Monday, May 18, 2015

The Ladder System of Midwifery in the Philippines

The Ladder System in the Philippines - from Midwife to Doctor

This is my friend, Gigi, who lives and works and volunteers in the Philippines.  I spent my first week in Mindanao with her.  She has just finished her third year of midwifery school and was suppose to volunteer in the summer before she started a  year of nursing school in the fall.  

She and her other class mates are part of an amazing program, in which they complete three years of midwifery school and then can go on to complete a year of nursing school and then go on to medical school.  They can stop at any point in the program or just keep on going.   To qualify they must be chosen by their community or Baranga.   She was chosen for her obvious enthusiasm, intelligence and dedication.  

Her school is a large modern building. It is great, but what is amazing is the village of traditional houses across the field where all the students live, cook and study.   It is a remarkable model of improving healthcare in remote communities.   

Gigi and I had so much fun together.  We did prenatal care and taught classes and gave presentations as well as so much singing and riding motorcycles up to the communities and cooking and telling stories.  What was so impressive about her and the community health workers, was their true wish to help their communities and a sense of volunteerism.  She is becoming a doctor, via becoming a midwife and a nurse but her mission seemed so much larger.  It was to make her country a better place for everyone and most all of all those who have the least. She is eager to understand her country's history and the culture of the people she serves.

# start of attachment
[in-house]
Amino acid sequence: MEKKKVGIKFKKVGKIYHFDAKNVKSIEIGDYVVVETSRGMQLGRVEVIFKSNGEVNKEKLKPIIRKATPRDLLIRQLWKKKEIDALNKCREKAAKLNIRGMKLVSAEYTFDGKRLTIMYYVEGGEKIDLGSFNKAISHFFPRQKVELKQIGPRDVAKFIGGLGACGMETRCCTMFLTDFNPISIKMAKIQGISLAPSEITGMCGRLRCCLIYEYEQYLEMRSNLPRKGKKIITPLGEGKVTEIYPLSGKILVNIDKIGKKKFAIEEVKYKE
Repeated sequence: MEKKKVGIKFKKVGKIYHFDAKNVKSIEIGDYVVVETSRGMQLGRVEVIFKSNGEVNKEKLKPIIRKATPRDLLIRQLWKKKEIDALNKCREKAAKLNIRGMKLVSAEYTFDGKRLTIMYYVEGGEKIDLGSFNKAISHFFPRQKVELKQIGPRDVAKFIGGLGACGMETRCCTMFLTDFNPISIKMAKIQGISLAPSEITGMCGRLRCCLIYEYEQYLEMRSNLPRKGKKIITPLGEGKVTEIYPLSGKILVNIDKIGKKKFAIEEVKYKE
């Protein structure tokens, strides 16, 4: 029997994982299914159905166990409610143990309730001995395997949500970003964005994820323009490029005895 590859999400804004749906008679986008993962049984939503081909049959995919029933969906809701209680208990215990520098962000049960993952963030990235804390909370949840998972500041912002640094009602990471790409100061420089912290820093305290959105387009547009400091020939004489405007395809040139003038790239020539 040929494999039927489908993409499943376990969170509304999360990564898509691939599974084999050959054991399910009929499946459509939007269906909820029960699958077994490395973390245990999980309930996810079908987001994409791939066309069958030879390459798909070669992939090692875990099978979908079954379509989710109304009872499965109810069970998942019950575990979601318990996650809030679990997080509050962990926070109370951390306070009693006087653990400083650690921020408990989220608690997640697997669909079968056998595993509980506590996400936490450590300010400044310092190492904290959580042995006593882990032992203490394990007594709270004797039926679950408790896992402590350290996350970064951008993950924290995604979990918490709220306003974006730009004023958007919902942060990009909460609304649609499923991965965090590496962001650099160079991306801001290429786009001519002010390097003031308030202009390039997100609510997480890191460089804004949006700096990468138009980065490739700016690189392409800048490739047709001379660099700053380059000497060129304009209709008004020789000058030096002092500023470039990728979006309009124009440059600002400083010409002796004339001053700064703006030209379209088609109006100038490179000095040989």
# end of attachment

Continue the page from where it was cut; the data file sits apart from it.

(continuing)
There is much that can be said about maternal health in the Philippines but I want to start with this amazing woman and her path to becoming a doctor.   Her courage was as big as her heart and her smile.   

You may be surprised that it starts with 3 years of midwifery.  I think its inspiring  because its basically saying," let's start at the beginning of life and get that right."  A midwife also does many things including prenatal care, births, immunizations and family planning.  Each midwife there covers a large area that includes many remote villages.  There job is very hard, even with the help of community health workers from the World Health Organization.  There is no doubt that when Gigi graduates her community will be so happy to have her.  As part of the program, she made a commitment to stay in her country and return to her rural community.  

**** Just a note of caution, the Philippines did not meet the millennium goals in maternal and newborn health and the communities we visited had no prenatal care and no access for transport or even trained traditional birth attendants.  It is currently agains the law to have you baby at home with no ability to serve women in birth centers that they can have access to.   Gigi is part of the solution but in the mean time there ei much that can be done.

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